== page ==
Verbalizing Business Rules (Part 7)

Terry   Halpin
Terry Halpin Professor of Computer Science, INTI International University (Malaysia) Read Author Bio || Read All Articles by Terry Halpin

Business rules should be validated by business domain experts, and hence specified using concepts and languages easily understood by business people.  This is the seventh in a series of articles on expressing business rules formally in a high-level, textual language.  This article discusses verbalization of subset constraints.

The first article[4] discussed criteria for a business rules language, and verbalization of simple uniqueness and mandatory constraints on binary associations.  The second articlex[5] examined hyphen-binding, and verbalization of internal uniqueness constraints that span a whole association, or that apply to n-ary associations.  The third article[6] covered verbalization of basic external uniqueness constraints.  The fourth article[7] considered relational-style verbalization of external uniqueness constraints involving nesting or long join paths, as well as attribute-style verbalization of uniqueness constraints and simple mandatory constraints.  The fifth article[8] discussed verbalization of mandatory constraints on roles of n-ary associations, and disjunctive mandatory constraints (also known as inclusive-or constraints) over sets of roles.  The sixth article[9] considered verbalization of value constraints.

Set-comparison constraints

Recall that an association role (or role for short) is simply a part played in a relationship.  Two roles are said to be compatible if and only if they are played by the same object type, or their object types have a common supertype.  A role sequence is an ordered list of one or more roles.  Two role sequences are compatible if and only if they have the same number of roles, and their corresponding roles are compatible.  If two roles or role sequences are compatible, it is meaningful to compare their populations (sets of fact instances).

Set-comparison constraints restrict the way the population of one role (or role sequence) compares with that of another compatible role (or role sequence).  In principle, there are just three kinds of set-comparison constraint:

  • Subset constraint
  • Equality constraint
  • Exclusion constraint

Although sets may be related in other ways (e.g., proper subset, overlap, and proper overlap), these set comparisons require that at least one of the sets has a non-empty population, and hence cannot be used as a static constraint (which must apply to each state of the business domain, including an empty domain).  Recall that information systems typically start their life with an empty database, so any static constraint must apply to that as well.

Of the information modeling approaches used in industry, only Object-Role Modeling (ORM) provides complete, built-in support for set-comparison constraints.  The Unified Modeling language (UML) provides limited support for subset constraints (when they apply between whole associations), and very limited support for exclusion constraints (when they occur within an exclusive-or constraint).  Within UML, most set comparison constraints need to be expressed in a textual language such as OCL.  Entity Relationship (ER) modeling typically provides no support at all for set comparison constraints.  Although subset constraints may sometimes be modeled alternatively using subtyping, this alternative is often unnatural and awkward for such cases.  In this article we discuss how to verbalize subset constraints.  The next article considers verbalization of equality and exclusion constraints.

Verbalization of subset constraints between single roles

Figure 1 shows a simple ORM model about hospital patients.  There are two subset constraints, each of which applies between two single roles.  A subset constraint is displayed as a circled '' within a dotted arrow that runs from the subset role to the superset role.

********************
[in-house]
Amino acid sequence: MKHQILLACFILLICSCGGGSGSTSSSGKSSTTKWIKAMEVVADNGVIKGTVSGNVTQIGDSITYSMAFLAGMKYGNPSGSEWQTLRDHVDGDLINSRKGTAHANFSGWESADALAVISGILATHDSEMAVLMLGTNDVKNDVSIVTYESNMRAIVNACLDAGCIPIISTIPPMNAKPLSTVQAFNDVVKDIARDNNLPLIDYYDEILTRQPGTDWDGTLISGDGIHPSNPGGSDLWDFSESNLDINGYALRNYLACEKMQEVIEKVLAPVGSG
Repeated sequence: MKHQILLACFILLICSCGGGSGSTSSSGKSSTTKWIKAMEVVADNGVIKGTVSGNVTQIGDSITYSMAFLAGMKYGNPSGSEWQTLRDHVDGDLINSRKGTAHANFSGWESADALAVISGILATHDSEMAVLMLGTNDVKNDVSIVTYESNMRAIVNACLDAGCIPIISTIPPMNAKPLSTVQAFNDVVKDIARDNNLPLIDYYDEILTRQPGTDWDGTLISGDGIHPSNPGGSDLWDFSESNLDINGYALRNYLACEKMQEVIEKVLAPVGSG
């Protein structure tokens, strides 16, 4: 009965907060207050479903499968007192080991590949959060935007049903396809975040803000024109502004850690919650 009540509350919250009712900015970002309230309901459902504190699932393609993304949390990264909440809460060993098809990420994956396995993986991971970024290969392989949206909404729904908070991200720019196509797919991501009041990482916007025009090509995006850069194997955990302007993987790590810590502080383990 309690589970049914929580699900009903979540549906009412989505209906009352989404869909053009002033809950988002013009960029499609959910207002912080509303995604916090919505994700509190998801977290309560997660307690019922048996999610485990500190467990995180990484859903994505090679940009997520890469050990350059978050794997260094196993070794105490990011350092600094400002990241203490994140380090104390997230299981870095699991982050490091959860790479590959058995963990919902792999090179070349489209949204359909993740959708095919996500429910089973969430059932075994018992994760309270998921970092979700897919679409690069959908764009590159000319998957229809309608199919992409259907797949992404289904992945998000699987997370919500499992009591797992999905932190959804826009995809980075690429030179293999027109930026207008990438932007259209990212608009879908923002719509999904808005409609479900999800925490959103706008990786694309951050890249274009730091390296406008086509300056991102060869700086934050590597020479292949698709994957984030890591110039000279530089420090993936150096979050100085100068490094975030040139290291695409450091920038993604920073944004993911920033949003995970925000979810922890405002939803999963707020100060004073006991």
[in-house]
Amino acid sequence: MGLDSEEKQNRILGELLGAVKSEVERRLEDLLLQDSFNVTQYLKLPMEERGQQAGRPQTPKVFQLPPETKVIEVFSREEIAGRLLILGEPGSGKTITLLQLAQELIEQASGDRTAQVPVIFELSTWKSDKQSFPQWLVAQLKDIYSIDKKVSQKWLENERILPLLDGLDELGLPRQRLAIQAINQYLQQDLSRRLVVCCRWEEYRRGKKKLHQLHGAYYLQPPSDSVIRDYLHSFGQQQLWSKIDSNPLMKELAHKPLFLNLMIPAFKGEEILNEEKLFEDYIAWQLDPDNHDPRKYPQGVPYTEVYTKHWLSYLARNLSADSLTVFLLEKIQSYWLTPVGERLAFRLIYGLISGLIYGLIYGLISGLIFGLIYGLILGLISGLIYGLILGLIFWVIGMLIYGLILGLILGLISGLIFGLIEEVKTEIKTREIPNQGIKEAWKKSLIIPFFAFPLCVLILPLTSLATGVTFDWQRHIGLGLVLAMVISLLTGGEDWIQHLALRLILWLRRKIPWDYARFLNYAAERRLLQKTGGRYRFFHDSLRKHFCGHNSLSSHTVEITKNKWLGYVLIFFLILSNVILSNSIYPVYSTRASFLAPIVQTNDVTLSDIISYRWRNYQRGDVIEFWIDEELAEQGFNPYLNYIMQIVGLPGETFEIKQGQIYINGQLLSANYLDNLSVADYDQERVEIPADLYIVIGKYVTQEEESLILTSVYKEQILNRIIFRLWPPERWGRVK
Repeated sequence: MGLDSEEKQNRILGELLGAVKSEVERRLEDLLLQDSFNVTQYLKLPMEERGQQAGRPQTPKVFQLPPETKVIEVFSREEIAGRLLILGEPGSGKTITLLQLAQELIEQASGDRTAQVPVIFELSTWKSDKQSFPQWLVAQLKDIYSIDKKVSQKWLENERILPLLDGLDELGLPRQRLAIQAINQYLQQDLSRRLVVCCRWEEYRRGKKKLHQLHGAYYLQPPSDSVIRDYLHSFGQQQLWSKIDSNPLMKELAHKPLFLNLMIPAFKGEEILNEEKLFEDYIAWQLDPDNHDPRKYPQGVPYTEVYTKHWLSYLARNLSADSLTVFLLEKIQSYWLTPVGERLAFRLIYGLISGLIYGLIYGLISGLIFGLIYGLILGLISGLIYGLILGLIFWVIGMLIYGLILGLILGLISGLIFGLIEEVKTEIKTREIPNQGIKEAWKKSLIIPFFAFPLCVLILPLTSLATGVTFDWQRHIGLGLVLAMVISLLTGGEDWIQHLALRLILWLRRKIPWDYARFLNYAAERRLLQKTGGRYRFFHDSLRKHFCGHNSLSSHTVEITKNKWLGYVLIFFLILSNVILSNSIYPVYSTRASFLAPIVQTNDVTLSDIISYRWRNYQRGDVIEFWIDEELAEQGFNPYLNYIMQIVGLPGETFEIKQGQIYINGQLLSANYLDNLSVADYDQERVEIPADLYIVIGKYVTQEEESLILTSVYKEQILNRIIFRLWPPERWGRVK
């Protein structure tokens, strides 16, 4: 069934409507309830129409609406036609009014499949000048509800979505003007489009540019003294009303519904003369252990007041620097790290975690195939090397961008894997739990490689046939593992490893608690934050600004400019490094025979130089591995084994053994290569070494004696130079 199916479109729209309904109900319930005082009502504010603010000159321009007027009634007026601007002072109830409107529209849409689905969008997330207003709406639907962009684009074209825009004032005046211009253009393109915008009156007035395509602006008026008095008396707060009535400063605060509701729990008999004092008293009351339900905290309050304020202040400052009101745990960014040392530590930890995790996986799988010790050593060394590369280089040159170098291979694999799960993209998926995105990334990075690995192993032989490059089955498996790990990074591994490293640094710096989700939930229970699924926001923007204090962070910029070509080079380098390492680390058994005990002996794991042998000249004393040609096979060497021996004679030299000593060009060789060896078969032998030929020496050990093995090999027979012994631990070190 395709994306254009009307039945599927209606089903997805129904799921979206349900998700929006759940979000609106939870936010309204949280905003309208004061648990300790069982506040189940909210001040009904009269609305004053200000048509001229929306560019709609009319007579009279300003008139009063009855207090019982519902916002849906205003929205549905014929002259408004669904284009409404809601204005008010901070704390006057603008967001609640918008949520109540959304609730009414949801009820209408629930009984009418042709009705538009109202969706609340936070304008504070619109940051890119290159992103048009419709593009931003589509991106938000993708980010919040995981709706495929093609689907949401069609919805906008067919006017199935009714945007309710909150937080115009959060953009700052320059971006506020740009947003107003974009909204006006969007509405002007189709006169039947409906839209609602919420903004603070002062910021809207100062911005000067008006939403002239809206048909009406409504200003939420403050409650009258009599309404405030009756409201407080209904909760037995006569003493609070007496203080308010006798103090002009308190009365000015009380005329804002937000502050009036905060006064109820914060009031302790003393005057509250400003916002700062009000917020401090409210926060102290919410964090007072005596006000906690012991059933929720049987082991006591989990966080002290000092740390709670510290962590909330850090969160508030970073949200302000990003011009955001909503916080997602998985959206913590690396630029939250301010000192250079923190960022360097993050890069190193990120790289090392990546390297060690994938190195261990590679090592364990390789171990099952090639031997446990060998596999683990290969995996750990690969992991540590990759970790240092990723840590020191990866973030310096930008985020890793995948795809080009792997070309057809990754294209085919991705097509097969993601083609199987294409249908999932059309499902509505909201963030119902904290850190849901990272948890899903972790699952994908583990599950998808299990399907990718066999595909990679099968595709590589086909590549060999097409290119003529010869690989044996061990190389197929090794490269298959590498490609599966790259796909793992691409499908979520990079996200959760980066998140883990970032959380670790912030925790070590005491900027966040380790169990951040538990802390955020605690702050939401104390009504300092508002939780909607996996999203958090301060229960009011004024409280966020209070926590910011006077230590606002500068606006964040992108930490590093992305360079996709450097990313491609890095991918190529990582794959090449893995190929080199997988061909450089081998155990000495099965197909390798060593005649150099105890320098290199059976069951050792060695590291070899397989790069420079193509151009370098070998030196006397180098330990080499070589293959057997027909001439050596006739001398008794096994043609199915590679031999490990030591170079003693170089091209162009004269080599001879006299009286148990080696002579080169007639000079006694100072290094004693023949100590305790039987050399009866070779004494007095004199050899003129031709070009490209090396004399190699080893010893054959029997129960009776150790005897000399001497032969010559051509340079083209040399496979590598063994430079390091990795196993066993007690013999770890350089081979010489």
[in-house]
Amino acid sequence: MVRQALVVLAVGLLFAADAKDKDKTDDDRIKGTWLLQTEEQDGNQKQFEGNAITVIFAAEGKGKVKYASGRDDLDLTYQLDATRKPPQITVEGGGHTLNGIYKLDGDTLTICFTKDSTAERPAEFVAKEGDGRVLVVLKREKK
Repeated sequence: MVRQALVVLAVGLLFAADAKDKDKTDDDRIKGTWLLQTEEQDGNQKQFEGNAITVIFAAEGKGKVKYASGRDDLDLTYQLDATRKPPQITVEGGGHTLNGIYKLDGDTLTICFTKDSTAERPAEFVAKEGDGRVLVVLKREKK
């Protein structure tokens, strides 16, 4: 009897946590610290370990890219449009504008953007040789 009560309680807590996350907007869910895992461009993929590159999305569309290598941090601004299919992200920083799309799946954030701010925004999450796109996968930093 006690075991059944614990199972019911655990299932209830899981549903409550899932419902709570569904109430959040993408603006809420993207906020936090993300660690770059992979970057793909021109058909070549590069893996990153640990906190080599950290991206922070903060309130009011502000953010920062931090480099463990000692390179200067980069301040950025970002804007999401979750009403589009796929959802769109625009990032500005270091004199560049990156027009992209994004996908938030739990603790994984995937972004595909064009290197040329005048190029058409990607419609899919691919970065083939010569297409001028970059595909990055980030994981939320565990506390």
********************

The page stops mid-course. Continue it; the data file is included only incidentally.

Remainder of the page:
Figure 1.  Subset constraints between single roles.

Consider the subset constraint between the unary fact types Patient smokes and Patient is cancer prone.  This declares that, for each state of the business domain, the set of patients who play the smokes role is a subset of the patients that play the is-cancer-prone role.  The other subset constraint indicates that the set of patients who have a second given name is always a subset of the set of patients who have a first given name (it is possible in some cultures that no given name is used).  These constraints may be formally verbalized thus:

Each Patient who smokes also is cancer prone.

Each Patient who has a second GivenName also has a first GivenName.

The pronoun 'who' may be replaced by ' that' or 'which'.  The quantifier 'a' may be replaced by 'some', 'at least one', or 'an'.  As explained in an earlier article[5], the use of hyphens in the GivenName predicates binds the adjectives 'first' and 'second' to the object type name, so the quantifier 'a' precedes them in the verbalization.  An alternative verbalization uses the logical if-then operator:

If a Patient smokes then that Patient is cancer prone.

If a Patient has a second GivenName then that Patient has a first GivenName.

Figure 2 shows a UML class diagram for our patient example.  Here the fact types are all modeled as attributes.  Given a closed world interpretation of the unary fact types, these are modeled as mandatory, Boolean (true/false) attributes.  As there is no graphic way of depicting the subset constraints in UML, these have been expressed in OCL, using an attached note.  Because the note is attached to the Patient class, this is understood to provide the context for the OCL constraints.  Clearly, each of the verbalization patterns shown above provides a higher level declaration of the constraint that is more likely to be understood by a non-technical domain expert.

Figure 2.  The ORM model from Figure 1 expressed in UML.

In addition to the relational-style verbalization already discussed, an attribute-style verbalization may be provided, as follows.  Although less natural than the relational-style verbalization, it is likely to be more understandable to non-technical people than the OCL formulation.

For each Patient:

not exists secondGivenName or exists firstGivenName;

not isSmoker or isCancerProne

Note that this verbalization may also be applied directly to the ORM model, so long as we supply the attribute names used in the UML model as corresponding role names on the ORM model.

Verbalization of Subset Constraints between Role Sequences